Some Excitement at the Museum

Take-offWell, Mary’s pretty convinced the museum falcons have indeed switched sites from the south to the north. Today, I spent several hours watching the north side and there was the general activity of the last few days. One or both falcons spent time wandering around under the NE corner eave, making all sorts of noises.

Mary came out to watch and we both noted that the female wasn’t laying down, from what we could see. She seemed sort of fidgety. Possibly, she is getting ready to lay an egg. We’ll have to see!

I think I’ve mentioned that the north side of the museum is getting plenty crowded now. At the far NW corner, a pair of kestrels have nested in a hole behind one of the columns for many years. That pair is back and active. Between the peregrine’s new nest site and the kestrels, a pair of crows have built a nest and have, it looks like, maybe 3 to 4 chicks.

The male peregrine has been consistently chasing the crows to ground when they fly up off the nest. At first, I thought this was going to end very badly, but the crows just go into the tree and wait before sailing off really low. From the amount of debris under the nest, including a bunch of rabbit hair, I don’t think the crow chicks are going to go hungry.

Pissed OffAbout halfway through my monitoring, a big ruckus kicked up. The male was under the NE eave and I saw the female come in from the NW. The female was obviously distressed as she was coming in very, very fast and screaming the whole way. I soon saw the reason. ANOTHER peregrine was following her. She landed on the NW corner of the nest triangle and the male came hopping out, flattened down and screamed right at her. Huh?!?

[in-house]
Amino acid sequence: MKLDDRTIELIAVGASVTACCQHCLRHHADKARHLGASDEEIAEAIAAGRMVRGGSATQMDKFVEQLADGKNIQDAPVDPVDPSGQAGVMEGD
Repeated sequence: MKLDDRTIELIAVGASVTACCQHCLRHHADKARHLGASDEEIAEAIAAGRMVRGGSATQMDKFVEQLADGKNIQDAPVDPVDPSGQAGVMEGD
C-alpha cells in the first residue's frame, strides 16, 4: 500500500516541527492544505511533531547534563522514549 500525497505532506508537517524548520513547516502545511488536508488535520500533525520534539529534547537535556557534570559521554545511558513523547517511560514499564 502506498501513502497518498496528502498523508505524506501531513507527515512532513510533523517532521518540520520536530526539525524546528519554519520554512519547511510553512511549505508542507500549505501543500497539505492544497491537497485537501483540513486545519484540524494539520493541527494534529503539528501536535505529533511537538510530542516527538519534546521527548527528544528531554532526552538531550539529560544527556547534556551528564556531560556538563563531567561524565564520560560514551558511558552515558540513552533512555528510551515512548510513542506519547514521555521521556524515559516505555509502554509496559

The other bird came very close to the female and she took off. The male reared up, wings flapping, and then stood by the nest area making a lot of noise. It was then that I realized that the bird that had landed, the one I’d mistaken for the Field Museum female, was actually an interloper.

The two falcons swooped and rose after each other and finally the interloper took off fast, heading back NW. I tried to take pictures, but they were moving so fast and in such a crazy pattern, I got about 20 blurry pictures of the side of the building and the sky instead.

The museum female came back around about 5 minutes later and landed on the ledge. Boy, was she upset. She paced and hopped all over the ledge, bitching at the male, bitching at the air, bitching at the corner.

The male made some sort of soft noises at her, but she was in a MOOD, so finally he took off. He was gone for about 15 minutes and all the while, she paced and huffed.

Suddenly, she looked to the west and started screaming again. “Uhoh,” I thought, “I wonder if the interloper is back?”

"Honey...you look upset...can I make you a drink?"It was the male, but for the reception he got, he might as well have BEEN an interloper. He was carrying a bird with him when he landed on the NW side of the triangle. Quickly, he hopped to the center, dropped the bird and backed off as the female gave him a piece of her mind.

Sean thinks the picture I took of that is hilarious. He says it looks like the male is saying, “Honey! You’re so upset! Look, look! I brought you a drink!”

The female stomped over the the bird and after a few minutes started to eat, which calmed her considerably. Not very long after, the pair sat near each other on the ledge, snoozing. So, I guess all is well.

Advertisements

~ by Steph on May 7, 2007.